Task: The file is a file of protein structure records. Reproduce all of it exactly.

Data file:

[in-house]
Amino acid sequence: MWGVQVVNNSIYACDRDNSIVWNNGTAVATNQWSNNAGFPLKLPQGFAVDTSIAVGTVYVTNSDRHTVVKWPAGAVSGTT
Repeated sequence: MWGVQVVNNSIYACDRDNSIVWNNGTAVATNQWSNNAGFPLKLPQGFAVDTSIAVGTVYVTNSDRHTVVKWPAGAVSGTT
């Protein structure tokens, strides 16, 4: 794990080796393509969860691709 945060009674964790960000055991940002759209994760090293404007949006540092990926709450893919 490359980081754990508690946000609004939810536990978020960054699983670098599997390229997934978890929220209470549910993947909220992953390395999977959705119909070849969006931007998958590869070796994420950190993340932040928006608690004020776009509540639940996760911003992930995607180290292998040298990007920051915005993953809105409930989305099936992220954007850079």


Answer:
[in-house]
Amino acid sequence: MWGVQVVNNSIYACDRDNSIVWNNGTAVATNQWSNNAGFPLKLPQGFAVDTSIAVGTVYVTNSDRHTVVKWPAGAVSGTT
Repeated sequence: MWGVQVVNNSIYACDRDNSIVWNNGTAVATNQWSNNAGFPLKLPQGFAVDTSIAVGTVYVTNSDRHTVVKWPAGAVSGTT
């Protein structure tokens, strides 16, 4: 794990080796393509969860691709 945060009674964790960000055991940002759209994760090293404007949006540092990926709450893919 490359980081754990508690946000609004939810536990978020960054699983670098599997390229997934978890929220209470549910993947909220992953390395999977959705119909070849969006931007998958590869070796994420950190993340932040928006608690004020776009509540639940996760911003992930995607180290292998040298990007920051915005993953809105409930989305099936992220954007850079």